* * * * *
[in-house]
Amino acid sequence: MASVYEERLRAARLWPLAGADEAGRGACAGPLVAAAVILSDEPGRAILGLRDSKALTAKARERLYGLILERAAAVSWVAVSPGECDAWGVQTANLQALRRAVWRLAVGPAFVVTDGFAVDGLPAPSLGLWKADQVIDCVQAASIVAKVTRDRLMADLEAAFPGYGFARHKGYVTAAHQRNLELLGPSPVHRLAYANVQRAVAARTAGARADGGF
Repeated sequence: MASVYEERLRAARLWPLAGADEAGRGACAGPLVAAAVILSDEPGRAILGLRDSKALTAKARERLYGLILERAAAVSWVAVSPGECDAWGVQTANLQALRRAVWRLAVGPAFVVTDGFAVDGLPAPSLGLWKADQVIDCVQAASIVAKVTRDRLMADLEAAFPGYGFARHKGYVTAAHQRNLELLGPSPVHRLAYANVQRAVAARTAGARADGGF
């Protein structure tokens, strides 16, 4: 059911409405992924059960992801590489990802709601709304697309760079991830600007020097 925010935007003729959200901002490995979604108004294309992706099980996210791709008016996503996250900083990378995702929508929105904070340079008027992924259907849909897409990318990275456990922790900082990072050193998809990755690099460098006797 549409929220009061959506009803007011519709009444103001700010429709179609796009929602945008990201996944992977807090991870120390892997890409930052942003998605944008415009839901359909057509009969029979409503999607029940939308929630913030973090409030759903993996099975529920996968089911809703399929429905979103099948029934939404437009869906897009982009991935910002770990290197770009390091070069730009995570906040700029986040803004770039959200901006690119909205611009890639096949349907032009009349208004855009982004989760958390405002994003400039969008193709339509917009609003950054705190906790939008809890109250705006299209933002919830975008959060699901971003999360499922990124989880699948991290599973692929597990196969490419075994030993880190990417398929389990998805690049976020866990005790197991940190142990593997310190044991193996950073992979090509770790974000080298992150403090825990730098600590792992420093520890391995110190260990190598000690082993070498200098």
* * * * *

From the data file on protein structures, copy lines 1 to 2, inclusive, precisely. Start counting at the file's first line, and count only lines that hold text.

[in-house]
Amino acid sequence: MASVYEERLRAARLWPLAGADEAGRGACAGPLVAAAVILSDEPGRAILGLRDSKALTAKARERLYGLILERAAAVSWVAVSPGECDAWGVQTANLQALRRAVWRLAVGPAFVVTDGFAVDGLPAPSLGLWKADQVIDCVQAASIVAKVTRDRLMADLEAAFPGYGFARHKGYVTAAHQRNLELLGPSPVHRLAYANVQRAVAARTAGARADGGF